UPCScan 0.7: Where is my stuff?

16. November, 2008

UPCScan 0.7 is released. New features:

  • UPCScan can now find music CDs
  • If UPCScan can’t find something on Amazon, it will still create an entry which you can then edit to fill in the details.
  • Entries can be deleted.
  • I’ve added lending information so you can quickly figure out who your new “ex-friends” should be.
  • I’m working on a series/issue information system to make it more simple to complete your collection. With this version, you’ll need to edit the database directly to add series/issue information but the user interface can already display this data.
  • I’m working on a feature to create an OpenOffice document with the locations. This would allow you to print this out and then scan the locations in as you scan your collection to tell UPCScan under which location to file the items. If you can’t wait, then you can use the barcode.py script to generate PNG images with barcodes which you can import in OpenOffice to achieve the same effect.

Download: upcscan-0.7.tar.gz (26,921 Bytes, MD5)


UPCScan 0.6: It’s Qt, Man!

8. October, 2008

Update: Version 0.7 released.

Getting drowned in your ever growing CD, DVD, book or comic collection? Then UPCScan might be for you.

UPCScan 0.6 is ready for download. There are many fixed and improvements. The biggest one is probably the live PyQt4 user interface (live means that the UI saves all your changes instantly, so no data loss if your computer crashes because of some other program ;-)).

The search field accepts barcodes (from a barcode laser scanner) and ISBN numbers. There is a nice cover image dialog where you can download and assign images if Amazon doesn’t have one. Note: Amazon sometimes has an image but it’s marked as “customer image”. Use the “Visit” button on the UI to check if an image is missing and click on the “No Cover” button to open the “Cover Image” dialog where you can download and assign images. I haven’t checked if the result of the search query contains anything useful in this case.

UPCScan 0.6 – 24,055 bytes, MD5 Checksum. Needs Python 2.5. PyQt4 4.4.3 is optional.

Security notice: You need an Amazon Web Service Account (get one here). When you run the program for the first time, it will tell you what to do. This means two things:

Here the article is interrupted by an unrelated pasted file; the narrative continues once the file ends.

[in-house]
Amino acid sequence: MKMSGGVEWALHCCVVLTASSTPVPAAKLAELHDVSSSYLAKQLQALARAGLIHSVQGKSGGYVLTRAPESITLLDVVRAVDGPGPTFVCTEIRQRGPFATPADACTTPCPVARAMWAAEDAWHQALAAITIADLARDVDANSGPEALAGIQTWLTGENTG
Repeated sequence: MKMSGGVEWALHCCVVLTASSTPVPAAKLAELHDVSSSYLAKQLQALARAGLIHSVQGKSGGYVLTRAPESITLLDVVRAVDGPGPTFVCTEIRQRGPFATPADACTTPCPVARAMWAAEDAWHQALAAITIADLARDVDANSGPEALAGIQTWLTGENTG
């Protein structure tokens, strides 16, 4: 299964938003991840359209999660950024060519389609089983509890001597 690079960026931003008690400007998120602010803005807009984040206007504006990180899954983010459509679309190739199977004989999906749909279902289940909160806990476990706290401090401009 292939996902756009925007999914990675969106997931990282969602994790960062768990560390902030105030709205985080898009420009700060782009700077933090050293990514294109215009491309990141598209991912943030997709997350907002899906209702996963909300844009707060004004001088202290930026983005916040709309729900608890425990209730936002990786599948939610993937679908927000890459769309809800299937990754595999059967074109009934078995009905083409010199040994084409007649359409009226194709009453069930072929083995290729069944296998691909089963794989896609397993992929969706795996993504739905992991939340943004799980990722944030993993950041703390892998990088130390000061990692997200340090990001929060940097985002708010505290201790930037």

1. Your queries will be logged. So if you don’t want Amazon to know what you own, this program is not very useful for you.
  2. Your account ID will be stored in the article database at various places. I’m working on an export function which filters all private data out. Until then, don’t give this file to your friends unless you know what that means (and frankly, I don’t). You have been warned.

Scanning Your DVD, Book, Comic, … Collection

4. October, 2008

Update: Version 0.6 released.

If you’re like me, you have a lot of DVDs, books, comics, whatever … and a few years ago, you kind of lost your grip on your collection. Whenever there is a DVD sale, you invariantly come home with a movie you already have.

After the German Linux Magazin published an article how to setup a laser scanner with Amazon, I decided to get me one and give it a try. Unfortunately, the Perl script has a few problems:

  • It’s written in Perl.
  • It’s written in Perl.
  • It’s written in Perl.
  • There is no download link for the script without line numbers.
  • The DB setup script is missing.
  • The script uses POE.
  • It’s hard to add new services.
  • Did I mention that it’s written in Perl? Right.

So I wrote a new version in Python. You can find the docs how to use it in the header of each file. Additionally, I’ve included a file “Location codes.odt”. You can edit it with OpenOffice and put the names of the places where you store your stuff in there. Before you start to scan in the EAN/UPC codes of the stuff in a new place, scan the location code and upcscan.py will make the link for you. It will also ask you for a nice name of the location when you scan a location code for the first time.

If you need more location codes, you can generate them yourself. The codes starting with “200” are for private use, so there is no risk of a collision. I’m using this Python script to generate the GIF images. Just put this at the end of the script:

if __name__=='__main__':
    import sys
    s = checksum(sys.argv[1])
    img = genbarcode(s, 1)
    img.save('EAN13-%s.gif' % s, 'GIF')
    print error

There is a primitive tool to generate a HTML page from your goods and a small tool to push your own cover images into the database if Amazon doesn’t provide one.

Note: You’ll need an AWS account for the script to work. The script will tell you where to get your account ID and where you need to put the ID when you start it for the first time.

Download upscan-0.1.tar.gz (54KB, MD5 Checksum)


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